A little over a week ago, my friend and I were wandering through the streets of Amsterdam trying to find a concert venue that doubled as a movie theater. We paused on a corner, confused by the Google Maps instructions and without cellular to check where we were. It was then that an angel appeared in the form of a punk teenager in denim on denim, a black beanie, and reeking of cigarettes. Him and his companion crossed the street ahead of us, and my friend and I felt incredibly stupid and confused. A line going down the block had formed outside of a metal and glass building; there was no name on the building and my friend and I weren’t sure we were in the right line. It was the end of spring break, and we specifically planned to return to Amsterdam early so we would be able to see SWMRS, an Oakland punk band, in concert. We hadn’t thought the band was that popular, especially outside of the US, so walking to the back of the line, we stared at the various colored heads and leather jackets and hoped that we were right.
Originally Emily’s Army, the band of four released two albums under this name before transforming into SWMRS in 2014 and gaining bassist, Seb Mueller. With Mueller, Joey Armstrong, and Cole and Max Becker went on to release Miley/Uncool an EP from 2015. The following year, the band released their debut album Drive North and things took off from there. Three years later, and with their second album Berkeley’s on Fire recently released, SWMRS has moved on from the pop-punk band they were when Emily’s Army, and are proud to call themselves a modern punk rock band now. Beyond making great music, the members of SWMRS hold some strong values about equality, representation, feminism, and politics. Some believe this could be due to drummer Joey Armstrong’s father, Billie Joe Armstrong, frontman of Green Day, who is known for his strong values, but I believe SWMRS is creating something completely new.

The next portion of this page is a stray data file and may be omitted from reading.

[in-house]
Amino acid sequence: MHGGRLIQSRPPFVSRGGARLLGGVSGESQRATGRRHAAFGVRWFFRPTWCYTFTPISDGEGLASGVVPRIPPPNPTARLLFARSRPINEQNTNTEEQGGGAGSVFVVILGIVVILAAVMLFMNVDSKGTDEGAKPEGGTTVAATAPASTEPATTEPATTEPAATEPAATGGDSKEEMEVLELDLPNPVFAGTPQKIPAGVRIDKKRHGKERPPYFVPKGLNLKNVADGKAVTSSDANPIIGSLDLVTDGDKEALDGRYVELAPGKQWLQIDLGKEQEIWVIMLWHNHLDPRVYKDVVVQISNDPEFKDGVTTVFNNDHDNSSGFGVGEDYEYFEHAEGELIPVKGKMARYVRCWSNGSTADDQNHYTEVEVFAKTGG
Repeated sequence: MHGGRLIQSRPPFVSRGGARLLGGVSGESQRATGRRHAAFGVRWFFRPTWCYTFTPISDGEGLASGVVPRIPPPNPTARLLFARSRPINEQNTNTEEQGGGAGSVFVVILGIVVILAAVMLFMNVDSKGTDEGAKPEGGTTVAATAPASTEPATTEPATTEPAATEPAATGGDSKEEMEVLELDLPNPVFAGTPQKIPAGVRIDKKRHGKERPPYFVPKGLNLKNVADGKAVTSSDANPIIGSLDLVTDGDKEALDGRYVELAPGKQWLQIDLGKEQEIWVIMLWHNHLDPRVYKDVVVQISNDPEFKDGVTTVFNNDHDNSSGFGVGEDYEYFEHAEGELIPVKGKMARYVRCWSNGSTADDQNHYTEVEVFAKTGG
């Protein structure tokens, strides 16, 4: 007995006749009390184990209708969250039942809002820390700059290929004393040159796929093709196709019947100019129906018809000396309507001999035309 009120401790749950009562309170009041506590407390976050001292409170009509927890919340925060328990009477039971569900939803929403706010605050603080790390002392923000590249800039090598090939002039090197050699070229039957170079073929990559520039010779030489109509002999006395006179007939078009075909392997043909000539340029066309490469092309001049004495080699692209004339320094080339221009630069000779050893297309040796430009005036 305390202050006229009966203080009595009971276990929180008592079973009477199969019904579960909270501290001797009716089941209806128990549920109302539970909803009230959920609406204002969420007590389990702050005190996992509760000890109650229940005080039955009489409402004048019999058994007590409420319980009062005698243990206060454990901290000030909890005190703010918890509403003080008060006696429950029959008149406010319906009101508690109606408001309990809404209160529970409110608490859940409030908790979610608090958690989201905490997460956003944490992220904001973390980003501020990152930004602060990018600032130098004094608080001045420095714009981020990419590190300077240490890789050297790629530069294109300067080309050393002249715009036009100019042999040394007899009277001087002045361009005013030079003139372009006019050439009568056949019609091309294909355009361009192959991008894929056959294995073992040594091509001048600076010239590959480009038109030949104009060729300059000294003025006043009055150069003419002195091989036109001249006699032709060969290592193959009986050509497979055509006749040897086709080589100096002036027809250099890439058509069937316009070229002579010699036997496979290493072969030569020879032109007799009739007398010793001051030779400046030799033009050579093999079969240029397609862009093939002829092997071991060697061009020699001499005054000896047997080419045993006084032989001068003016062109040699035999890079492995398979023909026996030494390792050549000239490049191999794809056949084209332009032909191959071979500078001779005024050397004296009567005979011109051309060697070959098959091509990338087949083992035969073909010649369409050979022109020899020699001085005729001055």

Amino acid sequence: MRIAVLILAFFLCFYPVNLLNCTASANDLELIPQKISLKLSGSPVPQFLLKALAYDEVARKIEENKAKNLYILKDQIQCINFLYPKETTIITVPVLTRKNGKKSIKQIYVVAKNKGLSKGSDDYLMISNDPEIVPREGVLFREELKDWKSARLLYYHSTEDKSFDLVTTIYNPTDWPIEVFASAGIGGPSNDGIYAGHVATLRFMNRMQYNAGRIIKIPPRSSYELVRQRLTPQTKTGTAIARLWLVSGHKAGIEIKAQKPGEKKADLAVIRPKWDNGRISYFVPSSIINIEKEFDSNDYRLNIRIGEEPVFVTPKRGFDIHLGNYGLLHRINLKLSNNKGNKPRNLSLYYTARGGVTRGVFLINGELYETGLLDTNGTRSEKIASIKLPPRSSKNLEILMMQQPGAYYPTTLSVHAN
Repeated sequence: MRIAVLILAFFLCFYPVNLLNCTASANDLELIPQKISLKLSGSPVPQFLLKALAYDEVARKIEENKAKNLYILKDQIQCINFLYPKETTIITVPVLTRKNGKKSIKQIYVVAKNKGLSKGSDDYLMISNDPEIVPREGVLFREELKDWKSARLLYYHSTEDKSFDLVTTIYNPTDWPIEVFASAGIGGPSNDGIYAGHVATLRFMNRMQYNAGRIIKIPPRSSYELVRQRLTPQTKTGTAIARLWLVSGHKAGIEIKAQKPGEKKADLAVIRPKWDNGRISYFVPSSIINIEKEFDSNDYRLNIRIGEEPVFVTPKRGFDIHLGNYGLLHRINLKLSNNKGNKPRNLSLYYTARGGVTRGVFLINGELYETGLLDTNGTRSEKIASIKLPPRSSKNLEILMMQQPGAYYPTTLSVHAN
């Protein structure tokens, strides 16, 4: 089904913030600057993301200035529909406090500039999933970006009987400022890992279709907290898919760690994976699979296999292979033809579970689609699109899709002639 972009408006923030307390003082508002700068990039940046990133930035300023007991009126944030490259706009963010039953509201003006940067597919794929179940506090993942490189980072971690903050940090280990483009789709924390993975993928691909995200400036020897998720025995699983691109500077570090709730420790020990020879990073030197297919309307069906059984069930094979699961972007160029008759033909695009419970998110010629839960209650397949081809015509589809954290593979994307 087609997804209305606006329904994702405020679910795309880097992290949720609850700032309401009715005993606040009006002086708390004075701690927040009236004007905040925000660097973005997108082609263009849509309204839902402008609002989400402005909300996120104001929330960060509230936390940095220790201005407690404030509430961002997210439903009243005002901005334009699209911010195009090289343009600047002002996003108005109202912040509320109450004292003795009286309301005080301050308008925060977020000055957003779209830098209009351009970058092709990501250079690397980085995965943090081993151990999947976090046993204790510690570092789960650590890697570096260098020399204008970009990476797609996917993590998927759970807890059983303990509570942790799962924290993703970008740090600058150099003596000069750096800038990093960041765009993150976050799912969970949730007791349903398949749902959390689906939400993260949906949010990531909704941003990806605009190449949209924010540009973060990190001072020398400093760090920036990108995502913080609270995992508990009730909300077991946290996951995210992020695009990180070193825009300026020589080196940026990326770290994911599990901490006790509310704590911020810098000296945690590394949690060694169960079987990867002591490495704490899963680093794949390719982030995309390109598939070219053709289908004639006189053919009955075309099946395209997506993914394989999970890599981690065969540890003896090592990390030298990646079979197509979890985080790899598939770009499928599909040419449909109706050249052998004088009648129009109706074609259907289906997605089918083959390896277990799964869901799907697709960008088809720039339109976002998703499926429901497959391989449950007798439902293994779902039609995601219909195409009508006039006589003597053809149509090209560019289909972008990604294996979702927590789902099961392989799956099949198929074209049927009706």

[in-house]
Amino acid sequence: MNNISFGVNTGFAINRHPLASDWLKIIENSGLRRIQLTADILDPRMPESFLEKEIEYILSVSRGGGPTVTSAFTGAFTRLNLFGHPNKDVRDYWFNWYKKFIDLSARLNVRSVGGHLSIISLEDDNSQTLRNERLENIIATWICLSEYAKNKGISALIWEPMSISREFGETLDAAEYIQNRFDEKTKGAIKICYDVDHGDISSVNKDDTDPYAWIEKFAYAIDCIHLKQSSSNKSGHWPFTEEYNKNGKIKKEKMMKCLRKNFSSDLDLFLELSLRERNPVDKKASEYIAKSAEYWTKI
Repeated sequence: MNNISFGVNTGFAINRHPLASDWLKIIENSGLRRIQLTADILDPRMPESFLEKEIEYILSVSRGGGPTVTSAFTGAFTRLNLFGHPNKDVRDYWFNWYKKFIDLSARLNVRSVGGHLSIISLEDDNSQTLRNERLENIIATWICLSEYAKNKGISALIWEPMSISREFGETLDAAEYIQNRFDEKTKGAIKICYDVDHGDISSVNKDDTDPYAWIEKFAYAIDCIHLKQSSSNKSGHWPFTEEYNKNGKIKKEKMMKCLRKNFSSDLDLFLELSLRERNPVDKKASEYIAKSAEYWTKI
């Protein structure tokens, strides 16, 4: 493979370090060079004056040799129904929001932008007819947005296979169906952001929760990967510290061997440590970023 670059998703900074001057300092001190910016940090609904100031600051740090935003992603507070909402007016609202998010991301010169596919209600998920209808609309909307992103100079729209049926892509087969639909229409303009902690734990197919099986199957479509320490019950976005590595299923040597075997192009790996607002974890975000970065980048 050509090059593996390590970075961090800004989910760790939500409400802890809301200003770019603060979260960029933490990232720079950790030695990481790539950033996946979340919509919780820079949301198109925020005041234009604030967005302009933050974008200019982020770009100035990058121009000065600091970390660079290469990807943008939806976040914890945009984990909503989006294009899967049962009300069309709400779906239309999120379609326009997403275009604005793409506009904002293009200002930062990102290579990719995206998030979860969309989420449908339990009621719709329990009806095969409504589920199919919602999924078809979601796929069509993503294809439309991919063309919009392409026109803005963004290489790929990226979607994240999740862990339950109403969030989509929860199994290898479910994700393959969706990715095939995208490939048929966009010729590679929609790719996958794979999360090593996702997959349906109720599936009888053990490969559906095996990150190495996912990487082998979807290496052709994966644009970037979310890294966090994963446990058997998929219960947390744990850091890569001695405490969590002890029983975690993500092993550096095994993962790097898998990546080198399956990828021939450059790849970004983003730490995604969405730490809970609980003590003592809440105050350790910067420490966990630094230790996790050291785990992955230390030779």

When writing songs, SWMRS never goes into it with the idea of writing a political song. Cole Becker is quoted in saying, “I’m a firm believer that nobody should force politics into their lyrics… but SWMRS’ music isn’t necessarily political at this point in time, because to write important political songs it has to come naturally” (Melissa Wilke). Music reflects the time period, and at this point in time, nothing isn’t political; even when trying not to be political, it ends up there anyway. When my friend and I went to the concert, it became obvious to us at one specific moment that alongside SWMRS, we were the only Americans in the room. In a song off their newest album, SWMRS writes a line directed towards Putin as a way to tell him to stay out of American politics. The only people in the room who understood the line and were screaming their heads off were my friend and me. Everyone else in the room was enjoying the music, but to my friend and me, we were reminded that even though we weren’t in the US watching our politics in action, they were still going on and we still deserve to be angry about them.